According to TDWI, bad data cost US businesses $611 Billion in 2013, the US economy over $3 trillion and is estimated to add up to $314 billion to healthcare costs alone (IT Business Edge). The impact on organizations large and small is staggering and contributes to a loss of anywhere between 15-25% of gross revenue for the average company’s bottom line, according to a recent article in IT Business Edge citing Ovum Research.
What’s even more shocking is the fact that many businesses ignore the quality of the data they’re bringing in and the quality of their existing customer data, focusing primarily on sourcing the lowest cost solution at the time. This pervasive, outdated approach has cost companies trillions in lost revenue — so when will businesses become less short sighted?
The problem lies with the market’s perception of data. It’s too often viewed as a commodity and all data is equal, right? Well, even commodities carry distinction, despite popular belief. Econsultancy’s Ben Davis refers to data as “the new oil,” going on to say “data must be polished before it is sent out to the public, just as oil must go through a refining process to become gasoline or kerosene.” If you fill up your car’s gas tank with kerosene, you may have a problem getting to work, just as if you are not maintaining your customer data or bringing in bad data, your approach, will predictably and inevitably, conclude with lost revenue, poor morale and in many cases the dissolution of the business.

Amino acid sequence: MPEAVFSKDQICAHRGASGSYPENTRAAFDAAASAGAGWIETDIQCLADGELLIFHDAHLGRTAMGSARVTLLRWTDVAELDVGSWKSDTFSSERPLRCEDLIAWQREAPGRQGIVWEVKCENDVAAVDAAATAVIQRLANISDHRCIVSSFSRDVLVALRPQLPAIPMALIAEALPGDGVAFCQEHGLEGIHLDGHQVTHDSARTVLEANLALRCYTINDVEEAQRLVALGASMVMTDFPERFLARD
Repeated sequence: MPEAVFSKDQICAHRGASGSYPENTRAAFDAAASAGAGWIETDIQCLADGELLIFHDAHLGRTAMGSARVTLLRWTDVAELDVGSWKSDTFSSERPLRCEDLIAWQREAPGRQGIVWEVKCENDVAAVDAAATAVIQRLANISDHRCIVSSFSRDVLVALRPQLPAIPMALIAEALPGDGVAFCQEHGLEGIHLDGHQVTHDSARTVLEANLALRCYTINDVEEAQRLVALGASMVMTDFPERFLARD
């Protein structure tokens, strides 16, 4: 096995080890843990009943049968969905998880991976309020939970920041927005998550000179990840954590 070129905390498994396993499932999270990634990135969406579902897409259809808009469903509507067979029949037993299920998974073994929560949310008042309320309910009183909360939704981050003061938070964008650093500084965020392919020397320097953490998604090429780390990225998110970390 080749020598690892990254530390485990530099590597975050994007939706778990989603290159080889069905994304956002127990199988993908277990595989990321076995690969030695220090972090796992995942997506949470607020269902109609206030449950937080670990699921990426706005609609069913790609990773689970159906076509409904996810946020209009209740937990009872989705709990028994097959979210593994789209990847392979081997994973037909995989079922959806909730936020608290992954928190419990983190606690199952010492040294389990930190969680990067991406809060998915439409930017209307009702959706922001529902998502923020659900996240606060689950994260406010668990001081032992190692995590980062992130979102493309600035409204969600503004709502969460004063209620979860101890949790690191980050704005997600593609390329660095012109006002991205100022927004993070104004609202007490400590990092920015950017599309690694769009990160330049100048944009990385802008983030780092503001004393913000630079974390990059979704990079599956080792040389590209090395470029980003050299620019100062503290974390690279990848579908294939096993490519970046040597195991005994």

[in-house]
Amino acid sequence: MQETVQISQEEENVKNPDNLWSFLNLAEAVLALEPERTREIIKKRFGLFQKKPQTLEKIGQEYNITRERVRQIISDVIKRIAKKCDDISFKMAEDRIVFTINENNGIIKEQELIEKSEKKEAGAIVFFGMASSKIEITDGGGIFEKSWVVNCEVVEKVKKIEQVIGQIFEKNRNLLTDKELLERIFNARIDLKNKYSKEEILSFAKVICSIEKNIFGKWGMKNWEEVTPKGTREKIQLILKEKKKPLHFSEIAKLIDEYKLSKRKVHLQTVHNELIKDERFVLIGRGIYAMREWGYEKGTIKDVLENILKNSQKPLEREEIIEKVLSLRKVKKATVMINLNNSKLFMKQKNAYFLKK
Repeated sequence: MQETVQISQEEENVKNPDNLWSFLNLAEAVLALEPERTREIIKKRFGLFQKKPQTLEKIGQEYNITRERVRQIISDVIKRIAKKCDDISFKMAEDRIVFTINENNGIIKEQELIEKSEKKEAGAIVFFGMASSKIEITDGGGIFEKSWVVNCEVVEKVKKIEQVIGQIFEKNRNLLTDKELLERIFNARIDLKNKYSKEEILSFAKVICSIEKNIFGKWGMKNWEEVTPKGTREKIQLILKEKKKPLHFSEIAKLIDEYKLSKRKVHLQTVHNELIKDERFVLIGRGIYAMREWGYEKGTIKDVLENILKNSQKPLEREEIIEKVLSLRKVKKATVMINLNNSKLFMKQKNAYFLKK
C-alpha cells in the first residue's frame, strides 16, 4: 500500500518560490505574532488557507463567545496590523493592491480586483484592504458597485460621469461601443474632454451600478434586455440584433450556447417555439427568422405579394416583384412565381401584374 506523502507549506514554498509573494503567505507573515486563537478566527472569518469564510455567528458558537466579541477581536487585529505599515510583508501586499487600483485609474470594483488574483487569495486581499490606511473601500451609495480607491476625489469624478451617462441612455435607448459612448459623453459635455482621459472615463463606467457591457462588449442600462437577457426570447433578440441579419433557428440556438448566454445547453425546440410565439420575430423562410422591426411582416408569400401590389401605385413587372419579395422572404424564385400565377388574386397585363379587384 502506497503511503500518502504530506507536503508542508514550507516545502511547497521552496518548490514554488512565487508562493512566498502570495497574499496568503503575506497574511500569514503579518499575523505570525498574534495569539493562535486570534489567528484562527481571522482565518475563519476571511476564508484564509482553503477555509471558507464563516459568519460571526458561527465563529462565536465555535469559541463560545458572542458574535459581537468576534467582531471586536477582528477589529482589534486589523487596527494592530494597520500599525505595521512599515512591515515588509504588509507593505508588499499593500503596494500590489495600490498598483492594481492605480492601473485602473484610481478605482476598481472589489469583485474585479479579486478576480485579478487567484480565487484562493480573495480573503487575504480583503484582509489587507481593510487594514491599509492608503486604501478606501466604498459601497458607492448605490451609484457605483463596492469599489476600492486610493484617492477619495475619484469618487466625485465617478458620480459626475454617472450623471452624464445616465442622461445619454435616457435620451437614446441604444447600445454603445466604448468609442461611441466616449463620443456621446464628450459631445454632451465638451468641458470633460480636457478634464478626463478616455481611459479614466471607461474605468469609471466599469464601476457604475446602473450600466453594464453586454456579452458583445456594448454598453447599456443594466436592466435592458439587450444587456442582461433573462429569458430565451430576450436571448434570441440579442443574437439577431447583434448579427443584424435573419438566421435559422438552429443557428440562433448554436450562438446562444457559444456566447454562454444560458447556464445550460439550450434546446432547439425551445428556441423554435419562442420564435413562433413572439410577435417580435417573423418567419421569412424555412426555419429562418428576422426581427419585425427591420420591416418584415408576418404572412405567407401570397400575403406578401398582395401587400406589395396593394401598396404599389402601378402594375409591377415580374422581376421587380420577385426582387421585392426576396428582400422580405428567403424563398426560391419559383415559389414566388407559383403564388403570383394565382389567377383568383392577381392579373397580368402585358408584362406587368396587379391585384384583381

54% of marketers cite “lack of data quality/completeness” as their greatest obstacle. Bad data leads to a host of problems including higher consumption of resources and maintenance costs, distortion of success metrics, lower productivity, poor company morale, and loss of revenue – just to name a few.
Only once organizations have truly embraced the fact that data is fluid and constantly changing, will they unlock the value of their customer data, as well as, prospect data they are acquiring from third parties.